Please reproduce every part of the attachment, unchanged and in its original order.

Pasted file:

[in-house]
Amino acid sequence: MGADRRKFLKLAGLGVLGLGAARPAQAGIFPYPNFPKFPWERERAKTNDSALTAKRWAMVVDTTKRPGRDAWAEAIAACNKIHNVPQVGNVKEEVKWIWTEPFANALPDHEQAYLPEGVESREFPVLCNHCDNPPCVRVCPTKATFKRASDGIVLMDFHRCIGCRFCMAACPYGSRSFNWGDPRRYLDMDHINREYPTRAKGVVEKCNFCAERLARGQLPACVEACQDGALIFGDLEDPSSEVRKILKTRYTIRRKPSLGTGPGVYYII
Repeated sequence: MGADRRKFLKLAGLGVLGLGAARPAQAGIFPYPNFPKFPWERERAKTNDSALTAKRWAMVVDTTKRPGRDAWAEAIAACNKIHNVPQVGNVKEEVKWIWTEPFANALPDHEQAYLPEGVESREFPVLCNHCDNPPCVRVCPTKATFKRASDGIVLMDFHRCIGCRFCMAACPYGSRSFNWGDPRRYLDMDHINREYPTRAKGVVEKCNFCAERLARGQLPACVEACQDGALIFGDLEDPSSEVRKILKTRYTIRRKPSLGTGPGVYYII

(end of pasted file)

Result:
[in-house]
Amino acid sequence: MGADRRKFLKLAGLGVLGLGAARPAQAGIFPYPNFPKFPWERERAKTNDSALTAKRWAMVVDTTKRPGRDAWAEAIAACNKIHNVPQVGNVKEEVKWIWTEPFANALPDHEQAYLPEGVESREFPVLCNHCDNPPCVRVCPTKATFKRASDGIVLMDFHRCIGCRFCMAACPYGSRSFNWGDPRRYLDMDHINREYPTRAKGVVEKCNFCAERLARGQLPACVEACQDGALIFGDLEDPSSEVRKILKTRYTIRRKPSLGTGPGVYYII
Repeated sequence: MGADRRKFLKLAGLGVLGLGAARPAQAGIFPYPNFPKFPWERERAKTNDSALTAKRWAMVVDTTKRPGRDAWAEAIAACNKIHNVPQVGNVKEEVKWIWTEPFANALPDHEQAYLPEGVESREFPVLCNHCDNPPCVRVCPTKATFKRASDGIVLMDFHRCIGCRFCMAACPYGSRSFNWGDPRRYLDMDHINREYPTRAKGVVEKCNFCAERLARGQLPACVEACQDGALIFGDLEDPSSEVRKILKTRYTIRRKPSLGTGPGVYYII